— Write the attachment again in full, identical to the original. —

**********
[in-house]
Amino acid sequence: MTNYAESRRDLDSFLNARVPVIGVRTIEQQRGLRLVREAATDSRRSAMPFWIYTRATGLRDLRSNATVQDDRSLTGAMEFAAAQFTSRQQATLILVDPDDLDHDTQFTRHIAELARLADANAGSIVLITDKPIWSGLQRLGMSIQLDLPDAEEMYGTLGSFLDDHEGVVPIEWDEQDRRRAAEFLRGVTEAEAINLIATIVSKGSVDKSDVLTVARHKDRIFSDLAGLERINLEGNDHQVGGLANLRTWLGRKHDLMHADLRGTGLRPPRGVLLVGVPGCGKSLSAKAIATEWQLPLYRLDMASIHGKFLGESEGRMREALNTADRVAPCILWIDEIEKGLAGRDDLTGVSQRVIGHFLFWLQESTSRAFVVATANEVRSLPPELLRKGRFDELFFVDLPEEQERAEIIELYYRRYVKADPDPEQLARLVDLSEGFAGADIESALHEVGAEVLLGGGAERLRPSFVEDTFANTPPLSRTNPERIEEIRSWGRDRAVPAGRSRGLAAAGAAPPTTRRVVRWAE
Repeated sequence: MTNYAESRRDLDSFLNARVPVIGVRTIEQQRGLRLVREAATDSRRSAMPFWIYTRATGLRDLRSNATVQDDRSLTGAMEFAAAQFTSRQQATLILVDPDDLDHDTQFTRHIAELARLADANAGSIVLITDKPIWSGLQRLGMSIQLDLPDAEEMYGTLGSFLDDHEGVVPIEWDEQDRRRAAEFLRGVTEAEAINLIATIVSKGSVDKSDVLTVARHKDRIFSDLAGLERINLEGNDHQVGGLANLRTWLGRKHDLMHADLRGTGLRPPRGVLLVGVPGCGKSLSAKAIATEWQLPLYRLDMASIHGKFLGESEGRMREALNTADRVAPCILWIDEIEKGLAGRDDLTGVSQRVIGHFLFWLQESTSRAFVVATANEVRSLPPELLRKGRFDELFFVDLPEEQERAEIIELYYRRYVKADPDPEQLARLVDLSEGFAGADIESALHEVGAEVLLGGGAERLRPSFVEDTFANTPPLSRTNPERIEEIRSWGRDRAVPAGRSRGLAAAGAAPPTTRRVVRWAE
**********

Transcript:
[in-house]
Amino acid sequence: MTNYAESRRDLDSFLNARVPVIGVRTIEQQRGLRLVREAATDSRRSAMPFWIYTRATGLRDLRSNATVQDDRSLTGAMEFAAAQFTSRQQATLILVDPDDLDHDTQFTRHIAELARLADANAGSIVLITDKPIWSGLQRLGMSIQLDLPDAEEMYGTLGSFLDDHEGVVPIEWDEQDRRRAAEFLRGVTEAEAINLIATIVSKGSVDKSDVLTVARHKDRIFSDLAGLERINLEGNDHQVGGLANLRTWLGRKHDLMHADLRGTGLRPPRGVLLVGVPGCGKSLSAKAIATEWQLPLYRLDMASIHGKFLGESEGRMREALNTADRVAPCILWIDEIEKGLAGRDDLTGVSQRVIGHFLFWLQESTSRAFVVATANEVRSLPPELLRKGRFDELFFVDLPEEQERAEIIELYYRRYVKADPDPEQLARLVDLSEGFAGADIESALHEVGAEVLLGGGAERLRPSFVEDTFANTPPLSRTNPERIEEIRSWGRDRAVPAGRSRGLAAAGAAPPTTRRVVRWAE
Repeated sequence: MTNYAESRRDLDSFLNARVPVIGVRTIEQQRGLRLVREAATDSRRSAMPFWIYTRATGLRDLRSNATVQDDRSLTGAMEFAAAQFTSRQQATLILVDPDDLDHDTQFTRHIAELARLADANAGSIVLITDKPIWSGLQRLGMSIQLDLPDAEEMYGTLGSFLDDHEGVVPIEWDEQDRRRAAEFLRGVTEAEAINLIATIVSKGSVDKSDVLTVARHKDRIFSDLAGLERINLEGNDHQVGGLANLRTWLGRKHDLMHADLRGTGLRPPRGVLLVGVPGCGKSLSAKAIATEWQLPLYRLDMASIHGKFLGESEGRMREALNTADRVAPCILWIDEIEKGLAGRDDLTGVSQRVIGHFLFWLQESTSRAFVVATANEVRSLPPELLRKGRFDELFFVDLPEEQERAEIIELYYRRYVKADPDPEQLARLVDLSEGFAGADIESALHEVGAEVLLGGGAERLRPSFVEDTFANTPPLSRTNPERIEEIRSWGRDRAVPAGRSRGLAAAGAAPPTTRRVVRWAE